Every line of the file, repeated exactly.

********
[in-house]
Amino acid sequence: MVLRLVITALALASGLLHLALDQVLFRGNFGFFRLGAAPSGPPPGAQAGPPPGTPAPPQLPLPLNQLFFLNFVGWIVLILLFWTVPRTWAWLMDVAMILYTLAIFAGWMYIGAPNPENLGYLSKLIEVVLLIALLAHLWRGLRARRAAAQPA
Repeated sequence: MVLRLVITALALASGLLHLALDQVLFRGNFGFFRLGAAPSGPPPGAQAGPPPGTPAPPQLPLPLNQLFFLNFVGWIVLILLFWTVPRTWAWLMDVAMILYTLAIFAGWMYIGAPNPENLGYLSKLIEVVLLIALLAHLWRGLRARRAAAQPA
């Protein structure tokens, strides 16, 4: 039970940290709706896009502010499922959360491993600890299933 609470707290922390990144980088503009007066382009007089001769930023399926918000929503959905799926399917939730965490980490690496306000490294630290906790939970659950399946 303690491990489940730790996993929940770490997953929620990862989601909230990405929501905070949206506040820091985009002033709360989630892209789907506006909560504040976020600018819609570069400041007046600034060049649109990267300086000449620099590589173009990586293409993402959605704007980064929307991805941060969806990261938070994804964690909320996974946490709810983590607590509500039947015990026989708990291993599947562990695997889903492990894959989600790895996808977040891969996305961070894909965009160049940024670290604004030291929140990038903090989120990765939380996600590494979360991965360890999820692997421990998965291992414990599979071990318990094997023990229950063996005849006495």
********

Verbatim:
[in-house]
Amino acid sequence: MVLRLVITALALASGLLHLALDQVLFRGNFGFFRLGAAPSGPPPGAQAGPPPGTPAPPQLPLPLNQLFFLNFVGWIVLILLFWTVPRTWAWLMDVAMILYTLAIFAGWMYIGAPNPENLGYLSKLIEVVLLIALLAHLWRGLRARRAAAQPA
Repeated sequence: MVLRLVITALALASGLLHLALDQVLFRGNFGFFRLGAAPSGPPPGAQAGPPPGTPAPPQLPLPLNQLFFLNFVGWIVLILLFWTVPRTWAWLMDVAMILYTLAIFAGWMYIGAPNPENLGYLSKLIEVVLLIALLAHLWRGLRARRAAAQPA
């Protein structure tokens, strides 16, 4: 039970940290709706896009502010499922959360491993600890299933 609470707290922390990144980088503009007066382009007089001769930023399926918000929503959905799926399917939730965490980490690496306000490294630290906790939970659950399946 303690491990489940730790996993929940770490997953929620990862989601909230990405929501905070949206506040820091985009002033709360989630892209789907506006909560504040976020600018819609570069400041007046600034060049649109990267300086000449620099590589173009990586293409993402959605704007980064929307991805941060969806990261938070994804964690909320996974946490709810983590607590509500039947015990026989708990291993599947562990695997889903492990894959989600790895996808977040891969996305961070894909965009160049940024670290604004030291929140990038903090989120990765939380996600590494979360991965360890999820692997421990998965291992414990599979071990318990094997023990229950063996005849006495």